Table 1
Tiny RISC Special Register File

table 1.GIF (23423 bytes)

Decode stage, where it forwards the updated data to the second instruction after the instruction in question.  The other forwarding unit is in the Execution stage, where it forwards the updated data to the instruction immediately following the instruction in question.

Application Programs

The purpose of the MorphoSys project is to increase the performance of image processing applications with its unique RC Array-Tiny RISC design.  The RC Array dramatically speeds up compute-intensive array-type operations, while the Tiny RISC handles routine operations efficiently. Among the applications studied are Auto-matic Target Recognition (ATR), Motion Estimation (ME), and Discrete Cosine Transform (DCT).

It was found that while MorphoSys is not as efficient as ASICs (i.e. for ME, it takes almost twice as many cycles as an ASIC designed especially for ME), MorphoSys performs much better than a non-reconfigurable processor, like the Intel MMX, which was designed to speed up multimedia (image, audio, etc.) processing applications.  The Intel MMX processor uses approximately 28-times the number of cycles needed by MorphoSys to perform full search block matching (for ME), and 10-times the number of cycles to do DCT.


The MorphoSys project has proven that a dynamically reconfigurable processor is capable of vast improvements over a non-reconfigurable processor in terms of speed.  The future goals of the project include integrating a reconfigurable memory array into the processor, which will allow better utilization of memory resources and greater performance gains, and producing the complete MorphoSys prototype processor within two years.  The first prototype, without the reconfigurable memory array, is due at the end of 1998.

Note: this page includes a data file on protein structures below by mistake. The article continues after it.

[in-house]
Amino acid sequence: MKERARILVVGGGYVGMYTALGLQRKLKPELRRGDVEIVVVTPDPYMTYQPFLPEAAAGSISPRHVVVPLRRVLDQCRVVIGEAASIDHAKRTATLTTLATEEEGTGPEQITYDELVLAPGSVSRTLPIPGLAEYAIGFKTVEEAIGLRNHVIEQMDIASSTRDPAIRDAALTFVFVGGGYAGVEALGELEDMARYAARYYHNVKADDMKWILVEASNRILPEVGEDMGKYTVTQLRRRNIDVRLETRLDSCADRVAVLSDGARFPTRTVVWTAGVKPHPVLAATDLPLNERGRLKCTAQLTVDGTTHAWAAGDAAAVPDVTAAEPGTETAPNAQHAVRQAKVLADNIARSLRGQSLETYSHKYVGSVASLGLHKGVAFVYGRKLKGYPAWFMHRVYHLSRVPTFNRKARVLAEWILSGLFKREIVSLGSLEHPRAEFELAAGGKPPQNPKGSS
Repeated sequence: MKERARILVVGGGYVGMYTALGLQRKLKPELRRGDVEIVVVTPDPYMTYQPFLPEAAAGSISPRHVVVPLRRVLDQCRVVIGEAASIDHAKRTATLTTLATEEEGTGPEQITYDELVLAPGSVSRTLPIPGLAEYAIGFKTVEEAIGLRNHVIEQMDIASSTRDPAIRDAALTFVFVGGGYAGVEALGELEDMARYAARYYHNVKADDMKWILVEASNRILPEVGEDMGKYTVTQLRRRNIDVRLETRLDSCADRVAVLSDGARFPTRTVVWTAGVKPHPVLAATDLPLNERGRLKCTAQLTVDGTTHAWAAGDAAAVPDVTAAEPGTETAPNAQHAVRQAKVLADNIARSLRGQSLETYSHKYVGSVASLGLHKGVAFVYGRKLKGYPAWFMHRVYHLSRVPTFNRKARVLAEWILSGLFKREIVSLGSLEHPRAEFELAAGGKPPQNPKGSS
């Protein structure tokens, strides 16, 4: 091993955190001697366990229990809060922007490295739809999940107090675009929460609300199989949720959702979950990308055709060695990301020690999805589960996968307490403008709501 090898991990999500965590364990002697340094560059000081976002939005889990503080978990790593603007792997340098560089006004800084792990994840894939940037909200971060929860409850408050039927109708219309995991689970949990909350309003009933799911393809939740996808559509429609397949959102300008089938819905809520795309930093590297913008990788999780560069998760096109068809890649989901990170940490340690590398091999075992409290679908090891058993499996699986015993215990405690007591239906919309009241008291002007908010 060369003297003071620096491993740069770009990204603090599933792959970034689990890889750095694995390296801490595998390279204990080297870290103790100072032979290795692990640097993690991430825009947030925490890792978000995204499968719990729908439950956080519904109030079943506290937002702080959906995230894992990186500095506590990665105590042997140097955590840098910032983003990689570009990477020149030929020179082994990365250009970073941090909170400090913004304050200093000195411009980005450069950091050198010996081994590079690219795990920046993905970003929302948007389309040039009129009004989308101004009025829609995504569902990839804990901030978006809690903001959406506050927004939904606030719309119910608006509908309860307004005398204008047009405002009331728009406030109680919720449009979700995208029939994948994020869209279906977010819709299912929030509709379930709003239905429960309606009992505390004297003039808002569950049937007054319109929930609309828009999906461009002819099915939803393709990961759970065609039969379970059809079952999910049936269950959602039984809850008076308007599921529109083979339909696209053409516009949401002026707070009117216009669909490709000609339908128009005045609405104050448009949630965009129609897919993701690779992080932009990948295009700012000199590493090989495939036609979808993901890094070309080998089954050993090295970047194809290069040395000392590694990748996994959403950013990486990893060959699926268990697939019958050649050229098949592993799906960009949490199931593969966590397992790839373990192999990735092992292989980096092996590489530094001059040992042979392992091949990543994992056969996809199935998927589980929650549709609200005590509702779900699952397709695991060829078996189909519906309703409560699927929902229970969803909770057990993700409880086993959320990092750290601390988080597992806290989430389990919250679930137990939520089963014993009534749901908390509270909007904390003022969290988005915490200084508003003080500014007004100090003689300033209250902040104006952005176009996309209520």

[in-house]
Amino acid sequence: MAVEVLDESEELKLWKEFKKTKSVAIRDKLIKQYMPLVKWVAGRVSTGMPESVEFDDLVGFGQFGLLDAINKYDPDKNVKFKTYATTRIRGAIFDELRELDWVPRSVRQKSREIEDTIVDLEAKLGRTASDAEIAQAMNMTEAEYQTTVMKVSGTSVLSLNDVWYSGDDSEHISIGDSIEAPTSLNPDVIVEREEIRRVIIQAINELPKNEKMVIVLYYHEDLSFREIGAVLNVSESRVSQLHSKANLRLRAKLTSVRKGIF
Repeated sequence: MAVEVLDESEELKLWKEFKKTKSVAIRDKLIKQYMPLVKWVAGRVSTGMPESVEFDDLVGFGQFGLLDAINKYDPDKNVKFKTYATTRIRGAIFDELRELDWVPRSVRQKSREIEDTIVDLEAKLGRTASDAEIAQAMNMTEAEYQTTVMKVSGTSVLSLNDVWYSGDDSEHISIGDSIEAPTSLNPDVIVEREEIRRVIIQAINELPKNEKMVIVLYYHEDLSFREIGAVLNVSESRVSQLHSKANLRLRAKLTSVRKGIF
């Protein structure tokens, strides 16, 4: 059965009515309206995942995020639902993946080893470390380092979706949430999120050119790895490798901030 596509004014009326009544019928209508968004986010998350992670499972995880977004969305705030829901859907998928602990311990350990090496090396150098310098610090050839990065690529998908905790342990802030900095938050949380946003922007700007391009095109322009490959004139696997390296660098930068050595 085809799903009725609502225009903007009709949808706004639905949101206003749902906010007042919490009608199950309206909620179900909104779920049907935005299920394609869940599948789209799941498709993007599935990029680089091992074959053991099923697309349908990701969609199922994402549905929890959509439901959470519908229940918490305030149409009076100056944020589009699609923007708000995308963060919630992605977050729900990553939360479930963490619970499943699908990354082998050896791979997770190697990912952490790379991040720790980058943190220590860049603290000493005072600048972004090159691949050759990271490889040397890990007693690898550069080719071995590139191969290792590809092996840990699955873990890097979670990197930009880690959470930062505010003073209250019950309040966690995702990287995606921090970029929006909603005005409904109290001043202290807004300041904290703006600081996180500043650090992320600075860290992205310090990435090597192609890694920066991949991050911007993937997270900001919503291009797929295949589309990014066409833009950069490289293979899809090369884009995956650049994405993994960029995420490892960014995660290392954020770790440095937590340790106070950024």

Figure16.GIF (1825 bytes)
Figure 16
Format of SREG(0)


My undergraduate research is supported by the UC Irvine Presidential Undergraduate Fellowship (PUF) and the Undergraduate Research Opportunities Program. Thanks to Professor Nader Bagherzadeh for taking me on as an undergraduate researcher, to Professor Eliseu Filho and Guangming Lu for their invaluable help in my portion of the project, and to Hartej Singh for his willingness in explaining portions of the project in which I am not involved.  The following other people have contributed to the MorphoSys project and directly or indirectly aided in the composition of this paper: Professor Fadi Kurdahi, Professor Tomas Lang, Robert Heaton, Ming-Hau Lee, Maneesha Bhate, Matt Campbell, Alexander Gascoigne, Nambao Van Le, Robert Powell, Rei Shu, Lingling Sun, Cesar Talledo, Eric Tan, Tom Truong, and Tim Truong.  My sincerest thanks to all of you. Most importantly, I want to thank my parents for supporting me through college, and my grandmother for taking care of me.

Works Cited

Singh, Hartej, Ming-Hau Lee, Guangming Lu, Fadi J. Kurdahi, Nader Bagherzadeh, Tomas Lang, Robert Heaton, and Eliseu M. C. Filho. "MorphoSys: An Integrated Re-configurable Architecture." NATO Symposium on System Concepts and Integration. Monterey, CA. April 1998.

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